• Library: Peking University Library

Peking University Library has a collection of more than 8 million printed books , 200 million digital books, and 56 thousand pieces of audio material. The Weibo account of Peking University Library is a highly activated social media account, the content of its post includes new collections, live events forecasting, share of students art pieces of both images and videos, employment posting, etc. Rather merely being an account of the library, it is more like an service account of all students and instructors from broader perspective. It has a positive interaction with students account, reposting students art works daily. The latest video posted by the account is 110 year anniversary micro movie of the library made by the students.


  • Archive: Zhejiang Archive

The Weibo account of Zhejiang Archive is a more bureaucratic and political account, most of its posting is about official events or seminars, or leadership activities. It is a news-updating account, which seldom post any content related to its collections or interact with any other personal or institutional accounts.



“湖南卫视盗图侵权:王云飞微博证实插画被盗用【图】.” 湖南卫视盗图侵权:王云飞微博证实插画被盗用【图】_FEI童鞋微博_明星新闻_娱乐资讯_老男人. Accessed March 12, 2017.
Christinadong. “Copyright Awareness in Chinese Social Media.” Copyright Awareness in Chinese Social Media. Accessed March 12, 2017.
“Sina Weibo.” Wikipedia. March 11, 2017. Accessed March 12, 2017.
Ong, Josh. “China’s Sina Weibo Grew 73% in 2012 to 500M Accounts.” The Next Web. February 21, 2013. Accessed March 12, 2017.
“Sina Weibo revenue and statistics.” Business of Apps. December 07, 2015. Accessed March 12, 2017.
Flannery, Russell. “As Alibaba Basked In Attention, Shares In Its Social Media Arm Weibo Tanked Yesterday.” Forbes. May 07, 2014. Accessed March 12, 2017.
Keng, Kuang, and John Zongmin Chow. “Censorship In China: Which Words Are Banned From Weibo On The 26th Anniversary Of Tiananmen Square.” International Business Times. December 15, 2015. Accessed March 12, 2017.


By JoJo(Ningjiao) Han and Joy(Shunzhi) Xu

1 comment for “Sina WEIBO: A Social Platform from China

  1. Atalanti Hoffman
    March 15, 2017 at 3:07 pm

    We found Joy and JoJo’s presentation on Weibo to be enlightening and highly informative, especially for a social media platform that neither of us are accustom to using. On the one hand, it is a very important outlet because of its ability to instill within its users a sense of agency; in other words, Weibo offers them freedom of speech in a country whose internet is highly regulated and controlled. Yet, institutions that are featured as highly followed on Weibo, are likely entrusted with representing China in a high regard when it comes to making accessible the preserved collections and documents that can be offered to the world. Collectively, this means that they must be aware of what kinds of items/collections they make available over Weibo. With China’s politicism in mind, it is important to focus on the censorships that would take place on a vocal outlet like Weibo. According to the news source Pacific Standard:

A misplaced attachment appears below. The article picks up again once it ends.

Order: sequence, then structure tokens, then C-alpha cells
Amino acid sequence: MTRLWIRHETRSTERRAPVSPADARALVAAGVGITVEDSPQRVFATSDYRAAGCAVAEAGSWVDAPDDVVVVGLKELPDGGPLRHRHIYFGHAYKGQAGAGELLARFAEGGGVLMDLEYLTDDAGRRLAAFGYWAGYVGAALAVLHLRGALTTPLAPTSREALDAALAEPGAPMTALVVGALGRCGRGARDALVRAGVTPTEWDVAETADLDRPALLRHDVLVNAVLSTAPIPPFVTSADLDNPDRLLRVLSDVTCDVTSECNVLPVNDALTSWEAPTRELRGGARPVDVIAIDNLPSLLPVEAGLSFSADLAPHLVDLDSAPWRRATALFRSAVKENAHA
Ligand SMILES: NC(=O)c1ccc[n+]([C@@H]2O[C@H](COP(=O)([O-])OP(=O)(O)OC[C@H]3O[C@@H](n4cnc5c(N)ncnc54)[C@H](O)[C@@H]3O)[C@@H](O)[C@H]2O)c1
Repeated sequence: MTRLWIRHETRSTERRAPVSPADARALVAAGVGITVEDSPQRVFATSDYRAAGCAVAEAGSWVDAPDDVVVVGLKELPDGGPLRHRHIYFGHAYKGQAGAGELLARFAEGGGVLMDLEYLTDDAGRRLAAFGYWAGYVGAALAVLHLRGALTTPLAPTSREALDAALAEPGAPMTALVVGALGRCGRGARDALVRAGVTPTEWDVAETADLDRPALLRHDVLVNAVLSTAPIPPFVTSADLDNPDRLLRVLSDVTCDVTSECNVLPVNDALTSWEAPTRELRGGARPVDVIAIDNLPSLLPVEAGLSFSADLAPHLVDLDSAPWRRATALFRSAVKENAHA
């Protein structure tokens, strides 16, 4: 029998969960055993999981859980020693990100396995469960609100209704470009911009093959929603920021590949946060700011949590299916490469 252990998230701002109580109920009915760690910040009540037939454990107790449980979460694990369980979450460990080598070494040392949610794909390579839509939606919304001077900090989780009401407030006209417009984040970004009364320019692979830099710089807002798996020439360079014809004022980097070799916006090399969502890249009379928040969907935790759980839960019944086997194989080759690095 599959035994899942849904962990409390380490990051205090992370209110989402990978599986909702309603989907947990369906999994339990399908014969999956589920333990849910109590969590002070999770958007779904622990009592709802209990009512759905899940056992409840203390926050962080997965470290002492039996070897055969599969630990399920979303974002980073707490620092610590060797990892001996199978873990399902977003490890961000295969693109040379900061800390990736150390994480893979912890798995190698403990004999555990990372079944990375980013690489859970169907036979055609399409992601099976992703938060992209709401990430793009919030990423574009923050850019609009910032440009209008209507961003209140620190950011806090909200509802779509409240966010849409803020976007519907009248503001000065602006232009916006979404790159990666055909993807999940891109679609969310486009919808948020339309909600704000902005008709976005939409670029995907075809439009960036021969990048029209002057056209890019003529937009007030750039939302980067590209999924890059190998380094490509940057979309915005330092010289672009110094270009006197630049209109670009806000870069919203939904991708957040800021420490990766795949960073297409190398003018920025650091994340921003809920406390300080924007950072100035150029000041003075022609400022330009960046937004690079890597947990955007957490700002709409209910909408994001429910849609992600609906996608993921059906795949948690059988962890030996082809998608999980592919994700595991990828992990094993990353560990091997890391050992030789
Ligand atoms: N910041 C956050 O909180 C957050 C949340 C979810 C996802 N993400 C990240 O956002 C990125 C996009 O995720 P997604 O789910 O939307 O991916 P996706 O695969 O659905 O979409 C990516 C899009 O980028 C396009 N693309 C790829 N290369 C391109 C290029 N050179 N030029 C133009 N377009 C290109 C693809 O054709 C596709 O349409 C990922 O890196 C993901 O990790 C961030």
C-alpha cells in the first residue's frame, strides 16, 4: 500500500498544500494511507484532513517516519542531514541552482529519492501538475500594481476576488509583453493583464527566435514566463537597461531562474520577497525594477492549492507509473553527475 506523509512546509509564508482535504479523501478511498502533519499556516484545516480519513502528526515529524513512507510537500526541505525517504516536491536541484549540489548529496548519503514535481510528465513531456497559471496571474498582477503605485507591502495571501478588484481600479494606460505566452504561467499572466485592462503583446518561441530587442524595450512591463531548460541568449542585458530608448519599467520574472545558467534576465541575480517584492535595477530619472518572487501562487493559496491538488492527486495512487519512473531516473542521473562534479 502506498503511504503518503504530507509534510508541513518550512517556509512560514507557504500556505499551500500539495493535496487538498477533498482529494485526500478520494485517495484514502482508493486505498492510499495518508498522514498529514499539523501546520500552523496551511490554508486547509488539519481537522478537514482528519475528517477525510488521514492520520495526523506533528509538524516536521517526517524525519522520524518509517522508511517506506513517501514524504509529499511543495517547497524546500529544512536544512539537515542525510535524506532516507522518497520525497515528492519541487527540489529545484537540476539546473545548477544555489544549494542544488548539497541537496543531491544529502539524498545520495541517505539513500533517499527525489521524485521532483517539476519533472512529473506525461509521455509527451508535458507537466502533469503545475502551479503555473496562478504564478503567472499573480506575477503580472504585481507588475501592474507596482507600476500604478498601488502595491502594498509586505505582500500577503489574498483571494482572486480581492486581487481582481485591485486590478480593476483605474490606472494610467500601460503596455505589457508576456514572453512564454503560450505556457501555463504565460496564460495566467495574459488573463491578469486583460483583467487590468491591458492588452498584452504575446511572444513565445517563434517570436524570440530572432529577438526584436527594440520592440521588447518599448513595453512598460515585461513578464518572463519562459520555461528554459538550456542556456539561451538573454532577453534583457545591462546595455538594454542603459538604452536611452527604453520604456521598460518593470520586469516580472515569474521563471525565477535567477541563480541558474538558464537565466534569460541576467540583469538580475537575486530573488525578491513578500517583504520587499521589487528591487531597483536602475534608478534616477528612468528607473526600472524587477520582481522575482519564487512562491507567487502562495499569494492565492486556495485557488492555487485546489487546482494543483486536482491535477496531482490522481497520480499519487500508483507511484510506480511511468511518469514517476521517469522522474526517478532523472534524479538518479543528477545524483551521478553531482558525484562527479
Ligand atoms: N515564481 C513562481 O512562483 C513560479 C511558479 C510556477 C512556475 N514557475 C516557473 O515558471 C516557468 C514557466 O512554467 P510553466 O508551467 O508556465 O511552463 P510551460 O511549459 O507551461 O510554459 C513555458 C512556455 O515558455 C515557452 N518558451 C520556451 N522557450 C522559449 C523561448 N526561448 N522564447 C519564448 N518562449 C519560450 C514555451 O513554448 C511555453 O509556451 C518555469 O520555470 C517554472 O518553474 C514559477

“For Weibo, censorship that’s adequate for the government may alienate consumers. As Wired reported, after a government crackdown threatening to jail users who post “inaccurate” messages if it is viewed over 500 times, Weibo’s users started to leave the service. Censorship, according to Weibo’s filing, can “adversely affect our user experience and reduce users’ engagement and activities on our platform as well as adversely affect our ability to attract new users to our platform.”

    As well, particular figures and topics cannot be discussed on Weibo either. To quote Propublica’s example, anyone who mentions the politician Bo Xilai will have their posts “deleted quite quickly”, as the government “doesn’t want that kind of stuff to get off the ground in the first place.” This level of control will likely affect institutions that want to promote a lot of historical or current artifacts that may be politically charged.

    The connection to the world is also important, when highly regarded figures like Justin Trudeau and Leonardo DiCaprio use Weibo to reach out to other parts of the world. One recognizable user, Tom Cruise, compared Weibo to Twitter. This similarity is also essential, as it makes the platform easy to use, not only for celebrities from other countries but for institutions as well. Looking into Weibo on our own, we found it interesting that Weibo is connecting itself to other forms of social media like Instagram, Facebook, Twitter, and even cloud storages like Google Drive. This makes Weibo easy, and also highly reliable, to use.

    By Atalanti Hoffman and Andreas Babiolakis


    “China’s Memory Hole: The Images Erased from Sina Weibo,” November 14, 2013. ProPublica

    “IPO Gives us a Look Inside Sina Weibo, a Company Struggling with Censorship,” April 21, 2014. Pacific Standard